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Euro zone citizens want to keep common currency -poll
LONDON (Reuters) - Voters from Germany to Greece would vote to keep the euro if their countries held a referendum tomorrow, according to a poll centred on the key national players in the euro zone debt crisis.
Six out of 10 voters who expressed a preference from Greece, Germany, France, Italy and Spain said they would opt to keep their countries in the euro, Thursday's Ipsos poll found, with the same proportion in favour of holding such a referendum.
Popular support for the common European currency was strongest in Greece, which is edging precipitously close to the euro zone exits. Three-quarters of decided voters there said they would back the euro.
But in Germany and Italy a far slimmer majority of voters backed the euro, with 57 percent of those decided in favour of keeping it in both cases.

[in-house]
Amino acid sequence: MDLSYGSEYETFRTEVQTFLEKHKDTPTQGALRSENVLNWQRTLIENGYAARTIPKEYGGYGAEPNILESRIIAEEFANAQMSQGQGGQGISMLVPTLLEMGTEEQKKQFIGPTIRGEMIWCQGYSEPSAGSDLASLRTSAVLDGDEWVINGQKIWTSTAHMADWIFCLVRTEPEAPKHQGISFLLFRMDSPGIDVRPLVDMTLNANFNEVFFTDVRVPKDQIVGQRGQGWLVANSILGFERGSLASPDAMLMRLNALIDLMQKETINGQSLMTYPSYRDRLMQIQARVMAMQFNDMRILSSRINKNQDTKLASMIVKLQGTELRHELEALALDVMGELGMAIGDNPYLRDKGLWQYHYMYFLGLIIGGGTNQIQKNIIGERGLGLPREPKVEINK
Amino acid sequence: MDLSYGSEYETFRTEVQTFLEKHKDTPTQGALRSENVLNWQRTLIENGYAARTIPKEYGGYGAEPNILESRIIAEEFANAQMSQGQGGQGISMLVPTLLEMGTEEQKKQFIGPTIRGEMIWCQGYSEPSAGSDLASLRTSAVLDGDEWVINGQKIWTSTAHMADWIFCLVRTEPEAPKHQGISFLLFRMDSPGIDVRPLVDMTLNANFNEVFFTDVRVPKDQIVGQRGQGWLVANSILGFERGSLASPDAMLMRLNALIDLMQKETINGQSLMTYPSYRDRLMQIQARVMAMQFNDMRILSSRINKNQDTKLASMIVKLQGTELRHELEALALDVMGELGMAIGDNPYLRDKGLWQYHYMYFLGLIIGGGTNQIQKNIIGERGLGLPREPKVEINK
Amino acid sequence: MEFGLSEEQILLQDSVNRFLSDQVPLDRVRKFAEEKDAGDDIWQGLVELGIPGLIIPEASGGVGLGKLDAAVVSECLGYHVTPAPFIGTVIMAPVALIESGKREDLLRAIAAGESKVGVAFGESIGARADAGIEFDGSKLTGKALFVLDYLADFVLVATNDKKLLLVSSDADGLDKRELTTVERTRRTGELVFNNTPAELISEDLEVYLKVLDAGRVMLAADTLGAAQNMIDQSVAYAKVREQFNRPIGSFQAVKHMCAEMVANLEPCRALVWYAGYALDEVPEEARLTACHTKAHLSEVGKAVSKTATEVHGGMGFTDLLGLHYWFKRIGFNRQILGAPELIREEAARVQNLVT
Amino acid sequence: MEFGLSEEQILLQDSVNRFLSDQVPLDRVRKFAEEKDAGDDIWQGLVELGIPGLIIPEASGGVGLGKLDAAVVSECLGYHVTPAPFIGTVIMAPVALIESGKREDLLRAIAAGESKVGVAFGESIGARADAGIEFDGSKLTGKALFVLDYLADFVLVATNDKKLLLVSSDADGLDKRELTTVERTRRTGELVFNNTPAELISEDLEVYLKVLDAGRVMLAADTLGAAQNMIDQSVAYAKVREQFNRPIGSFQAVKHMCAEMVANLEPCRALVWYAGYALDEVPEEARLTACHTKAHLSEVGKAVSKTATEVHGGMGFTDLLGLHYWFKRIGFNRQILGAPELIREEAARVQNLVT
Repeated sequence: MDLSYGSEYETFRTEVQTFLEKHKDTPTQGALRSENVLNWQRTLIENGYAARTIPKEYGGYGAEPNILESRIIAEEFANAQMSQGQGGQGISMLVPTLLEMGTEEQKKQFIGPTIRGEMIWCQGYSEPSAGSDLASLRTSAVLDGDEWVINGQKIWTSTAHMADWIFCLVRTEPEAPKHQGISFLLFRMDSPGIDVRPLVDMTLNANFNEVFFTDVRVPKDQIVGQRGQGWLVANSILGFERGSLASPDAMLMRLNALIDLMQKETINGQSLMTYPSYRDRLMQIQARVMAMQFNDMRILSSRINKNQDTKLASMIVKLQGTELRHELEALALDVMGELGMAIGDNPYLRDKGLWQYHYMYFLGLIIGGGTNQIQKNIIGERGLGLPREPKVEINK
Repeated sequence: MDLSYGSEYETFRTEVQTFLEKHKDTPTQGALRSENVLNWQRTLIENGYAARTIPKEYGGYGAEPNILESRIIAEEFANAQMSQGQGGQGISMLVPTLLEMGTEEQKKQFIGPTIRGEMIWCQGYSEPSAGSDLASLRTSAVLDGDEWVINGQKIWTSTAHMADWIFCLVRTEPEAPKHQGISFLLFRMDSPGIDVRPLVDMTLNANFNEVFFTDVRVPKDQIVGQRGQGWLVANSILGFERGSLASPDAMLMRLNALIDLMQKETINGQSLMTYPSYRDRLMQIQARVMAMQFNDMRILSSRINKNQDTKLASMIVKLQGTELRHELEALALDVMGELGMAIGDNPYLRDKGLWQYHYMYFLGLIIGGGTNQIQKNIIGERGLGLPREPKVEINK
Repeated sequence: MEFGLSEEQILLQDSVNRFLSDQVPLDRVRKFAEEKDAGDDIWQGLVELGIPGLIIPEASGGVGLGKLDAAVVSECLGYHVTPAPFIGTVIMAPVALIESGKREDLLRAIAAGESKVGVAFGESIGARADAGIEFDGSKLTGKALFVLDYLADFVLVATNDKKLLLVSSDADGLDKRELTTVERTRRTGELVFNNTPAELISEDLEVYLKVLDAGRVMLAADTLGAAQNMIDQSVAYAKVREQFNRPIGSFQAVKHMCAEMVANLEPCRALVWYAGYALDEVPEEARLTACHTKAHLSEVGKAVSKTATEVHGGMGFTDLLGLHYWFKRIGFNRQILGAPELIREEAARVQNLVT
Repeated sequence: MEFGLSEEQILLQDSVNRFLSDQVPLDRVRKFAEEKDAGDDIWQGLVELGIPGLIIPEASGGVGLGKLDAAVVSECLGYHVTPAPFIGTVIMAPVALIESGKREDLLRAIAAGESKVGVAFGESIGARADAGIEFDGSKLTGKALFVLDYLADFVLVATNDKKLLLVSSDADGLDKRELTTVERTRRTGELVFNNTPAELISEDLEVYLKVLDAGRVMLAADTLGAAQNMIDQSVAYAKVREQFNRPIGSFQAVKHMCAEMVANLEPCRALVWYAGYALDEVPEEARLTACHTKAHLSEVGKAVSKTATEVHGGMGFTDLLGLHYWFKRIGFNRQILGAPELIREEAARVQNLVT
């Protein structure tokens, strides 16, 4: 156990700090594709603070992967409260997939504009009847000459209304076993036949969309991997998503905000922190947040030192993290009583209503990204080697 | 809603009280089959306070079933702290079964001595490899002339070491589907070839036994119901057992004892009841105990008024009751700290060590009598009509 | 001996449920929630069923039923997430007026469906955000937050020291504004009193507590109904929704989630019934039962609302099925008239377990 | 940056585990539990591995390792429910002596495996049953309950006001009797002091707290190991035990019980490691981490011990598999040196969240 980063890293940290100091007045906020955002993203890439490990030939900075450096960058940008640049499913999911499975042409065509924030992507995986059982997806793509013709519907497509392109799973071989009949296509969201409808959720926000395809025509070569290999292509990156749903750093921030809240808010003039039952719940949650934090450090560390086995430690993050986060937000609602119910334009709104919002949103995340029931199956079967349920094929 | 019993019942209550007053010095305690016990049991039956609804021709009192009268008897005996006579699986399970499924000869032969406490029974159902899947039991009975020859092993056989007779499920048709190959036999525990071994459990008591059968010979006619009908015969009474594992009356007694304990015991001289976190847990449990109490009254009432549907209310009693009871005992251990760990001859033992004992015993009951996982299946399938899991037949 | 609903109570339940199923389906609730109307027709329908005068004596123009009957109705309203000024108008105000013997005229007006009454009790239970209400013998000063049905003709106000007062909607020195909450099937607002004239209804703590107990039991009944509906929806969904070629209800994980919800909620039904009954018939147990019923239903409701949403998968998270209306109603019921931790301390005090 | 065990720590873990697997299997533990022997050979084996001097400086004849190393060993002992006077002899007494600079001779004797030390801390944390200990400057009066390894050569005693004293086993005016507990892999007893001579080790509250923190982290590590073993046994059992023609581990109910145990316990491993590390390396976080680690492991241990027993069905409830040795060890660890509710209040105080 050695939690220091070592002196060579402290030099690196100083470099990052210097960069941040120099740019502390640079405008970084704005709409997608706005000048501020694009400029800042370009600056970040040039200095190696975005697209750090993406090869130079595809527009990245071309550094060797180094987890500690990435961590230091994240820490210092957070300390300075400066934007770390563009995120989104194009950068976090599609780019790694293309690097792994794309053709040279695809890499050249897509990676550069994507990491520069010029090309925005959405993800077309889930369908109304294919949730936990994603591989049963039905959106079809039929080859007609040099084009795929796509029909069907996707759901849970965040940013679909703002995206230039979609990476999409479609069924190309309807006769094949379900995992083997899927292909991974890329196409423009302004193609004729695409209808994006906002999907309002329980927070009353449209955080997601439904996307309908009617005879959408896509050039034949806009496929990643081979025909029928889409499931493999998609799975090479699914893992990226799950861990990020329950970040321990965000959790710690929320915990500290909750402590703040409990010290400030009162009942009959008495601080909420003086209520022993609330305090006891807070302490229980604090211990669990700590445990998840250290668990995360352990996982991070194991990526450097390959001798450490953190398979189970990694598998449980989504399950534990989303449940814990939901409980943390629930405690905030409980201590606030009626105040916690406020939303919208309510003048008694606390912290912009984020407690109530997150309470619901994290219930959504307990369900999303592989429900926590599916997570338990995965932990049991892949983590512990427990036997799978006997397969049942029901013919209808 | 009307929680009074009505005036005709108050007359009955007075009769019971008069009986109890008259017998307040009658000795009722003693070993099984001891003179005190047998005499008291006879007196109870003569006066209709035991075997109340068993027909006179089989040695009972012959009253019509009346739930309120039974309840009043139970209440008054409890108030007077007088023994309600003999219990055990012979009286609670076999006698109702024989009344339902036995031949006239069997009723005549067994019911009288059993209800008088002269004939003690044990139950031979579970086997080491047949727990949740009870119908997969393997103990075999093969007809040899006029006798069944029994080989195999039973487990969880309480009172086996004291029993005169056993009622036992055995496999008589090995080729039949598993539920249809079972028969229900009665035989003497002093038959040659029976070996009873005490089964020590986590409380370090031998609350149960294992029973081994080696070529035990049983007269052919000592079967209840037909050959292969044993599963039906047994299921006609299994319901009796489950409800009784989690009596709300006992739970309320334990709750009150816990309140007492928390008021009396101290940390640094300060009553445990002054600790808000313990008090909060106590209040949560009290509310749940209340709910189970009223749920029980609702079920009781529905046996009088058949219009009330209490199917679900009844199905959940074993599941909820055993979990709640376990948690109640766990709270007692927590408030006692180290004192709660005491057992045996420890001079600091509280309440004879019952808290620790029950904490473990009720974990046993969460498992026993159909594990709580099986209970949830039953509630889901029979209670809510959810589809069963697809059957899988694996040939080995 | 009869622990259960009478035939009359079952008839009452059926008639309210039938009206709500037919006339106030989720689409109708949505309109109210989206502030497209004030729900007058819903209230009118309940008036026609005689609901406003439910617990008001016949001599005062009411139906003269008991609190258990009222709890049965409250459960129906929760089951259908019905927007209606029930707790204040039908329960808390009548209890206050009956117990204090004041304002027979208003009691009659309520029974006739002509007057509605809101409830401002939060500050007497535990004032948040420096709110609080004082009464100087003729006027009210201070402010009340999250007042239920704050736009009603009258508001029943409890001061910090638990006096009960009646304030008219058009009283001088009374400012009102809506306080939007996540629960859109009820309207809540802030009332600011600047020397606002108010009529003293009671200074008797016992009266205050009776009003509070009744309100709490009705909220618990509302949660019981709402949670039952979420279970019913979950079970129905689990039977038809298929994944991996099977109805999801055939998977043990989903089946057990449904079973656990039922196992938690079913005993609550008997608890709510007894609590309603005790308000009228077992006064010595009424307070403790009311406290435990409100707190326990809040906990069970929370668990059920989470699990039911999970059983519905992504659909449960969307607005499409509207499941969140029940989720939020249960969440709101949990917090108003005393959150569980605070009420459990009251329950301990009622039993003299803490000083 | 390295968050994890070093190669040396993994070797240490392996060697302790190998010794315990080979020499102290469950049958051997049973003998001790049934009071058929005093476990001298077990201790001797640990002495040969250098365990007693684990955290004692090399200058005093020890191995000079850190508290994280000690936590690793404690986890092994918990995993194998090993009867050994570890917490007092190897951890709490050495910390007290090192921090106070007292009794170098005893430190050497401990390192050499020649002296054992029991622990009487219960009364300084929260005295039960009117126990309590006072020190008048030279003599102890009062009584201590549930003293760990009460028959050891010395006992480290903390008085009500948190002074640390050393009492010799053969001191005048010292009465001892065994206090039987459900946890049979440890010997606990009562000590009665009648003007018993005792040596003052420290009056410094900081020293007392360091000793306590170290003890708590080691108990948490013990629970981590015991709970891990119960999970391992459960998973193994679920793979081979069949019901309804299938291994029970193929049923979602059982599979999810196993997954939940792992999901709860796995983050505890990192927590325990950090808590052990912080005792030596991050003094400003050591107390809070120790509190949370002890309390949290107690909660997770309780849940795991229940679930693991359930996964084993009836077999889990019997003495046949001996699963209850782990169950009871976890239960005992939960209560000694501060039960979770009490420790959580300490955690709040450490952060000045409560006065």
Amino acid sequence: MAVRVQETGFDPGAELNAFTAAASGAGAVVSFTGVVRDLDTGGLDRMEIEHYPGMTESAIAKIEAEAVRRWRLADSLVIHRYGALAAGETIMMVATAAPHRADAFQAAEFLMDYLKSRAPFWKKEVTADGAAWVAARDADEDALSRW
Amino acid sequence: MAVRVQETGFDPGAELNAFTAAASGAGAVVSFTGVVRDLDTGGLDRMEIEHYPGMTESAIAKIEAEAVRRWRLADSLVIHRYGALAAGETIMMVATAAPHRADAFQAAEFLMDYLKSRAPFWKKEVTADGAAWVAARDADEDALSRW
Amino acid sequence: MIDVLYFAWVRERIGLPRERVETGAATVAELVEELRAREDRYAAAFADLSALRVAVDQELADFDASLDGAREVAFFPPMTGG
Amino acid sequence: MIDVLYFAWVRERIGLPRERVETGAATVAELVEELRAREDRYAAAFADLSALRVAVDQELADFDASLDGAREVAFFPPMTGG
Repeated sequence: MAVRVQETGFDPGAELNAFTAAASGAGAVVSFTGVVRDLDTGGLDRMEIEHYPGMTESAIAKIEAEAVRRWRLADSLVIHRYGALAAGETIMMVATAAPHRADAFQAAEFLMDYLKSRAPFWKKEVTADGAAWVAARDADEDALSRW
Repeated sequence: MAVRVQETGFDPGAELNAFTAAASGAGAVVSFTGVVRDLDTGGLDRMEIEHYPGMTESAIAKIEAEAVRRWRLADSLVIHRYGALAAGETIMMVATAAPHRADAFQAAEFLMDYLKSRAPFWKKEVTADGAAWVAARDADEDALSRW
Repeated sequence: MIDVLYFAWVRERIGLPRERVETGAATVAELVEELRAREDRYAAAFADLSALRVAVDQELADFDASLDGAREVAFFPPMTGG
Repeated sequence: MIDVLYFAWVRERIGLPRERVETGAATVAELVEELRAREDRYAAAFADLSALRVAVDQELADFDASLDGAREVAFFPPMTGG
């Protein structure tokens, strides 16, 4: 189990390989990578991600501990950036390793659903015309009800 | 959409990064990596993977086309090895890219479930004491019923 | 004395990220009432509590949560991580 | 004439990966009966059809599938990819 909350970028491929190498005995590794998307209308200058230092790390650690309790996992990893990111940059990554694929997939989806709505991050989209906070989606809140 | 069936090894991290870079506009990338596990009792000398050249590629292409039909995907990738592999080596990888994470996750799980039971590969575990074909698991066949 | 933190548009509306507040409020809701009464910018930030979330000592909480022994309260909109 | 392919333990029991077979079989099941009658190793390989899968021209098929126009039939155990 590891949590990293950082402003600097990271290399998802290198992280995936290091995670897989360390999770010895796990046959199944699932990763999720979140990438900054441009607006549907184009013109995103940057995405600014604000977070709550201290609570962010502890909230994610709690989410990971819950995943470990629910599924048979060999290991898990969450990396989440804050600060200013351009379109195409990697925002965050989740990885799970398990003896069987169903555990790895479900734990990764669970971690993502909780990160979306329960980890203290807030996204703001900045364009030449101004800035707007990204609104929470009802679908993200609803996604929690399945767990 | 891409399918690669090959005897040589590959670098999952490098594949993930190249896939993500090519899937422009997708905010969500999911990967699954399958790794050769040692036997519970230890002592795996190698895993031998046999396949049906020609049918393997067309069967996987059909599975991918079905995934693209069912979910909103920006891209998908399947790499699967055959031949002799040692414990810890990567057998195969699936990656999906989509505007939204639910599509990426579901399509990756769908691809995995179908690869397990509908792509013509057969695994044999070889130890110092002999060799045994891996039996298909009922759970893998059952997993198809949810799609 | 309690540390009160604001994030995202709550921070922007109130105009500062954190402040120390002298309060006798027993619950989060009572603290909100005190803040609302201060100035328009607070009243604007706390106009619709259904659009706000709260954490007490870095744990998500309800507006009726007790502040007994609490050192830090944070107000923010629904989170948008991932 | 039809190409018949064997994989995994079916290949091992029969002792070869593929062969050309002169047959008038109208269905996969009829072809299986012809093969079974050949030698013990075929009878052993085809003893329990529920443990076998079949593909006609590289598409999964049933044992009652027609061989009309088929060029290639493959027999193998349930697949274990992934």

"Regardless of the turmoil and the debate that's going on in these crucial countries, it would seem that for the time being, people want to stick with the euro," said John Wright, senior vice president of global public affairs at Ipsos.
"I think that sends a positive message about the euro itself. People aren't willing to abandon it - not yet."
Support for a euro referendum was strongest in Germany, with seven out of 10 in favour.
Around 10 percent of the sample in most countries did not express a preference, however, suggesting the slim majorities in favour of the euro in Germany and Italy may be fragile ones.
European Union government ministers are now talking openly about the possibility of a Greek exit, and while they have urged Athens to complete the reforms demanded under its bailout programme, they are preparing contingency plans in case it quits.
(Reporting by Andy Bruce; Editing by Hugh Lawson)
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